Unemployment levels have dropped to 4.4%, the lowest rate since May 2007.
As reported by the National Conference of State Legislatures, so far during 2017 the unemployment rate has decreased over four consecutive months. January yielded an unemployment rate of 4.8%, which dropped to 4.7% in February, to 4.5% in March, to 4.4% in April. Even better, the current downwards trend is expected to continue through May and beyond.
Of course, the actual unemployment rate can vary widely from region to region. Many rural counties in particular are struggling to provide new jobs to residents. Rhea County in Tennessee had an unemployment rate of 8.8% as of February 2017. Shasta County, California saw an unemployment rate of roughly 7.1% in February 2017, while New York, New York reported a 4.4 rate. Despite these regional fluctuations, the nationwide unemployment trend remains optimistic.
“Over the year, the unemployment rate has declined by 0.6 percentage points, and the number of unemployed has fallen by 854,000,” said officials from the U.S. Bureau of Labor Statistics.
Most recently, NPR reports that roughly 211,000 jobs were added throughout the month of April, and the overall unemployment rate has been significantly trending downward since its peak (10%) in 2009, following the Great Recession.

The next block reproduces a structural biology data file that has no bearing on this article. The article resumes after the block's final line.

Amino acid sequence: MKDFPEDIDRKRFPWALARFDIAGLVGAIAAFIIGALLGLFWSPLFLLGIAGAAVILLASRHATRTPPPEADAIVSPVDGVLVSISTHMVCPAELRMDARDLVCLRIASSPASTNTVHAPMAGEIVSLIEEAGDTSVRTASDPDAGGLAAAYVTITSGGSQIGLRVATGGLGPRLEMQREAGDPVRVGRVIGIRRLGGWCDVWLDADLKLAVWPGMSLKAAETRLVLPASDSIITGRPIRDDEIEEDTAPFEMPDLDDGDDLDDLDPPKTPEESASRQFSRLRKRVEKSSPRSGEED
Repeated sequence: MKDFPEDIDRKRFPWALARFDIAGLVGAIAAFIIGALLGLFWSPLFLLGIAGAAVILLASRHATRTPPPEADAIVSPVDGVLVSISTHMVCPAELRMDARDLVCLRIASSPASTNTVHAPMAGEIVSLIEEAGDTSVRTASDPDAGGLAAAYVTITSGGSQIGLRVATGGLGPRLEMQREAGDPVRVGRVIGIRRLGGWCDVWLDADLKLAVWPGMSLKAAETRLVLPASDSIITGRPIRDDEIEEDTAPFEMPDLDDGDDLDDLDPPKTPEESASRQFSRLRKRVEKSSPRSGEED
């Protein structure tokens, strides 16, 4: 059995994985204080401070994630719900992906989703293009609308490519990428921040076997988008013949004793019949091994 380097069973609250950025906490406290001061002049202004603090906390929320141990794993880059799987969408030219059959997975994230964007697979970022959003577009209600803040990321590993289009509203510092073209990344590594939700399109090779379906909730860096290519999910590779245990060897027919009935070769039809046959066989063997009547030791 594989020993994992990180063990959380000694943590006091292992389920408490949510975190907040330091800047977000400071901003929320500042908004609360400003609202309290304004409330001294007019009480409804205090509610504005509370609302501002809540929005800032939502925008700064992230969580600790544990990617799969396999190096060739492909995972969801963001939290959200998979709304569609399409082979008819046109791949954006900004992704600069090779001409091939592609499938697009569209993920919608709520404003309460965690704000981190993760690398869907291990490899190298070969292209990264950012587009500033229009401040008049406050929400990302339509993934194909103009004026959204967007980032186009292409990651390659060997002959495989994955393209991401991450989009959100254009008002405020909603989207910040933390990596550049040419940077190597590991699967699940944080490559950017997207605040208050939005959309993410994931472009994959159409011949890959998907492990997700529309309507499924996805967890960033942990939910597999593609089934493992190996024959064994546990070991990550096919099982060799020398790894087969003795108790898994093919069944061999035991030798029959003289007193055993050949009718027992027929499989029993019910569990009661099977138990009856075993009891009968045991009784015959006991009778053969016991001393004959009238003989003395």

“The labor force participation rate, at 62.9%, changed little in April and has shown little movement over the past year,” Labor Department officials added.
Despite this positive news and an increasingly active job market, many young workers are entering the workforce with fears and skepticism about their future careers. Possibly that’s because young workers face a number of obstacles that workers of previous generations did not. For a generation raised on social media, many young people are hyper-aware of their self image and personal brand.
In fact, 74% of adults believe a person’s smile can impact a person’s career success. Then there’s the more than $1 trillion in debt currently held by college graduates.
The Missourian recently reported on new research from the Missouri University Trulaske College of Business, which highlighted the importance of being proactive and extroverted during the job search, and how those personality traits directly correlated with career success.
The researchers have been following bachelor’s of science in business administration students for roughly 13 years, and they found that extroversion and proactive behavior was significantly correlated with enhanced career success.
“You don’t necessarily have to have an extroverted personality, or high proactivity, it’s the behavior of the individual,” said Daniel Turban, chair of business and economics at Emma S. Hibbs, Harry Gunnison Brown. “For example the behavior of initiating a conversation to develop relationships.”